Larry Page and Sergei Brin struggled with information search productivity while working on a research project as PhD students at Stanford. Their information search process didn’t make sense to them. They developed a new solution idea and technology (reason #7): “A better search engine algorithm”.
Page and Brin then realized that their solution would make sense to anybody with urgent information needs. They founded and built Google based upon the vision (reason #1): “Information at your fingertips for everyone.”
Apple in the 1990s
Steve Jobs, in his second go-around as CEO of Apple, realized that how people utilized the wide range of electronic devices that were then available didn’t make sense. He identified a problem worth solving (reason #6): “Electronic devices and platforms provide a poor customer experience because they lack ease of use, mobility, and connectivity”.
He paired this user insight with a mission (reason #2); “We will ‘delight customers’ by supplying them with products that provide the best user experience on a regular and recurring timeline.”
Lessons for Entrepreneurs
What do these examples teach us about the power of Sensemaking and Purpose to drive innovation and cause change?
I realized five conclusions from my study.
Sensemaking and Purpose are a powerful driver of innovation, change, and business growth. The purpose that drove innovation and growth of each of the businesses I investigated was targeted (“TO DO”), not aspirational (“TO BE”).
Getting your purpose right matters. Fujifilms and Kodak had the same core business, competed in the same markets, and recognized the same threat that digital photography represented. Fujifilms made sense of the threat and defined a new purpose that led them into new markets. Kodak made sense of the threat in a different way, maintained its existing purpose, and failed. Apple, under Steve Jobs in the 1990s, couldn’t make sense of the customer experience with existing electronic devices. He defined a new purpose that has made, and continues to make, Apple an innovation leader. All of the companies, except Kodak, in this analysis grew from start-ups to become dominant players in their markets within a generation because they made sense of the dynamics of their marketplace and got their purpose right.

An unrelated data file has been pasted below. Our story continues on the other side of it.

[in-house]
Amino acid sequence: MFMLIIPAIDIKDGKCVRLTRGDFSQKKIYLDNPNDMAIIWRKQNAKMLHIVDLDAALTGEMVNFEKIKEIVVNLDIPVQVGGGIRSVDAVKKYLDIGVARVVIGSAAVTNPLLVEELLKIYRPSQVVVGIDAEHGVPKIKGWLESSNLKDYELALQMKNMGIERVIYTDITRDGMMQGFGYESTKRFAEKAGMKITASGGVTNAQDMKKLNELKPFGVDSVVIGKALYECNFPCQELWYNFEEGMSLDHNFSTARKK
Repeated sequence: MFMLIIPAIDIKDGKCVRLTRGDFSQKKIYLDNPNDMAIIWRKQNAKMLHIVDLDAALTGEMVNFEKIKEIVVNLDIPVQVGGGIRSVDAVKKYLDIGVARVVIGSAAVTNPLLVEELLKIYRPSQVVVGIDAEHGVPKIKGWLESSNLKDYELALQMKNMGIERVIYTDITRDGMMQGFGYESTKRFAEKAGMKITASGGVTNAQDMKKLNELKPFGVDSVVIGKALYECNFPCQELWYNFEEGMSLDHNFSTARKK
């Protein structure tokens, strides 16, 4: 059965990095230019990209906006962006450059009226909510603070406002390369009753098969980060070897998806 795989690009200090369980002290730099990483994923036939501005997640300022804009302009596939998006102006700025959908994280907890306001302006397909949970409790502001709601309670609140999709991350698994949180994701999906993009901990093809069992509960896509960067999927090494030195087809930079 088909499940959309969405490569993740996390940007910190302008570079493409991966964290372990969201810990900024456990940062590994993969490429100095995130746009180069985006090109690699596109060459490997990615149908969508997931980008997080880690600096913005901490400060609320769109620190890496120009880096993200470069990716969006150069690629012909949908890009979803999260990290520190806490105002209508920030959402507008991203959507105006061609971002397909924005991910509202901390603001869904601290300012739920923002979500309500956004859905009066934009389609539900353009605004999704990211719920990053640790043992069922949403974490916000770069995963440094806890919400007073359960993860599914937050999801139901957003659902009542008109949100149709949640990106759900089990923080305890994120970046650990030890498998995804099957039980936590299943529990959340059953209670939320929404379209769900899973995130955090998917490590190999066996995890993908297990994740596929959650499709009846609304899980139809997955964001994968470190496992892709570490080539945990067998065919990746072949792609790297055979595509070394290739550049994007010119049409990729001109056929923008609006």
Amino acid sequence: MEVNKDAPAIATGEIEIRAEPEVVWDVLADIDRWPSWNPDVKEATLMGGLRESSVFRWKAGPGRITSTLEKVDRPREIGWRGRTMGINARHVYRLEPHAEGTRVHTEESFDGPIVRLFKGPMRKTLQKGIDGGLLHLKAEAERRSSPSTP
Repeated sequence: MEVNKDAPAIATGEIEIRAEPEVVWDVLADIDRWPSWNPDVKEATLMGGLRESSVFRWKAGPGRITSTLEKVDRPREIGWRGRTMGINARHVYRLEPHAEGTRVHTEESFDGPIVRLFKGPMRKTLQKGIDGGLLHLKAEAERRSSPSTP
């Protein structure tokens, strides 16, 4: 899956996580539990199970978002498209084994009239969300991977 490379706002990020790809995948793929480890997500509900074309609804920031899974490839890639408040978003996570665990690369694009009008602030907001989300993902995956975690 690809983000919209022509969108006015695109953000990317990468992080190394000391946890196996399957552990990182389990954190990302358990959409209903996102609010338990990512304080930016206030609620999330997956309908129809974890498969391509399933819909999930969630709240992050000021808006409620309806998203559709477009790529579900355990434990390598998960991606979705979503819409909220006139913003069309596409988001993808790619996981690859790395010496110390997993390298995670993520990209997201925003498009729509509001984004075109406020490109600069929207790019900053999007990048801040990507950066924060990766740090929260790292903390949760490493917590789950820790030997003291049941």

Consider the "why" and "how." In every case, each company had a primary reason for action that identified “What we are going to do,” and a secondary reason that identified “How we are going to do it.” The combination of primary and secondary reasons defined their purpose and clearly answered the question, “Why are we doing this?”
No companies shared the same primary and secondary reasons defining their purpose. Each company’s purpose was unique to its own business situation and the sensemaking they did.
All eight differentiated answers for “Why are we doing this?” were utilized. No one answer is more important or has a priority over any other. The key success factor was aligning the business situation with marketplace sensemaking and identifying an action-oriented purpose.
Sensemaking leading to a “TO DO” type purpose is a skill that the founders of some of the world’s most successful companies seem to have utilized better than most business leaders. Because sensemaking and developing a “TO DO” type purpose is a leadership skill, it can be learned through education and practice. If you want more innovation, faster, strive to develop better sensemaking and purpose clarification skills.